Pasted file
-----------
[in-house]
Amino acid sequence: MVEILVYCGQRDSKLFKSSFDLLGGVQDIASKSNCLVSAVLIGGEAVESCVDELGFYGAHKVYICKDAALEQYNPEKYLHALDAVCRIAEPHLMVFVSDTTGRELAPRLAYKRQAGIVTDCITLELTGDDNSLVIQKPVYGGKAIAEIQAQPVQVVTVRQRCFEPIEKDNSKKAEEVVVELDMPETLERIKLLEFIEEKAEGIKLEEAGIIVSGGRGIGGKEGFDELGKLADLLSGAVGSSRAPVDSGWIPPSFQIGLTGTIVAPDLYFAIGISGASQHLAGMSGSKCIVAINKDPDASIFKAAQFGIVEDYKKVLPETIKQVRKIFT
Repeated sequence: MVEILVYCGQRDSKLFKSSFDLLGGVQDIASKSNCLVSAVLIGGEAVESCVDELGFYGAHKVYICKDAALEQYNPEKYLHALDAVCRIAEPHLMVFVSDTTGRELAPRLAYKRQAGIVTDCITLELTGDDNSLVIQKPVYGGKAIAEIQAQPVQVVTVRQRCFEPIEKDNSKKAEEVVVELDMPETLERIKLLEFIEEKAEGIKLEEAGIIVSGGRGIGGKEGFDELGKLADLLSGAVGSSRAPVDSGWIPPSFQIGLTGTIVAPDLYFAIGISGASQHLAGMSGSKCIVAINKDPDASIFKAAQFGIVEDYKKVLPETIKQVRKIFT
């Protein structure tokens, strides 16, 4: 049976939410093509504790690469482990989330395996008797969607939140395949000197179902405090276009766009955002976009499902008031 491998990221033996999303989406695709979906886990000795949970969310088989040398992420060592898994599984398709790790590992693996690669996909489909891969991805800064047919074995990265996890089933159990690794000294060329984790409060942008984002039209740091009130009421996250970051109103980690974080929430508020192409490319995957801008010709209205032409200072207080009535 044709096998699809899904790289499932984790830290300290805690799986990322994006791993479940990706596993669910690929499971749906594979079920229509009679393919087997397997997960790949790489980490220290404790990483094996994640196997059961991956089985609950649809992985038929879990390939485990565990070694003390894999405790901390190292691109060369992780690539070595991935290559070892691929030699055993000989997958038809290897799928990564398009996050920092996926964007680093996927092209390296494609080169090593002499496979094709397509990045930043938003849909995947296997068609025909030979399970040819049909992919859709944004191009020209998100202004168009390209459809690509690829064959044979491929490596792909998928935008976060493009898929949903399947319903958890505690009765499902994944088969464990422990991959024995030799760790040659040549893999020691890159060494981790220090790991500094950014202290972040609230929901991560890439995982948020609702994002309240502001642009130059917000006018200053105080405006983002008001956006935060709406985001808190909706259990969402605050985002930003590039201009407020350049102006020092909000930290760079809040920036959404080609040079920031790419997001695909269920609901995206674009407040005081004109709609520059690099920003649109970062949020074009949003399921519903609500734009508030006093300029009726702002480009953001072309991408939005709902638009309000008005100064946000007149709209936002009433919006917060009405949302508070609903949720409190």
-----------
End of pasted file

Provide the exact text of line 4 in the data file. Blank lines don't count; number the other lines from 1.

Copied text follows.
């Protein structure tokens, strides 16, 4: 049976939410093509504790690469482990989330395996008797969607939140395949000197179902405090276009766009955002976009499902008031 491998990221033996999303989406695709979906886990000795949970969310088989040398992420060592898994599984398709790790590992693996690669996909489909891969991805800064047919074995990265996890089933159990690794000294060329984790409060942008984002039209740091009130009421996250970051109103980690974080929430508020192409490319995957801008010709209205032409200072207080009535 044709096998699809899904790289499932984790830290300290805690799986990322994006791993479940990706596993669910690929499971749906594979079920229509009679393919087997397997997960790949790489980490220290404790990483094996994640196997059961991956089985609950649809992985038929879990390939485990565990070694003390894999405790901390190292691109060369992780690539070595991935290559070892691929030699055993000989997958038809290897799928990564398009996050920092996926964007680093996927092209390296494609080169090593002499496979094709397509990045930043938003849909995947296997068609025909030979399970040819049909992919859709944004191009020209998100202004168009390209459809690509690829064959044979491929490596792909998928935008976060493009898929949903399947319903958890505690009765499902994944088969464990422990991959024995030799760790040659040549893999020691890159060494981790220090790991500094950014202290972040609230929901991560890439995982948020609702994002309240502001642009130059917000006018200053105080405006983002008001956006935060709406985001808190909706259990969402605050985002930003590039201009407020350049102006020092909000930290760079809040920036959404080609040079920031790419997001695909269920609901995206674009407040005081004109709609520059690099920003649109970062949020074009949003399921519903609500734009508030006093300029009726702002480009953001072309991408939005709902638009309000008005100064946000007149709209936002009433919006917060009405949302508070609903949720409190």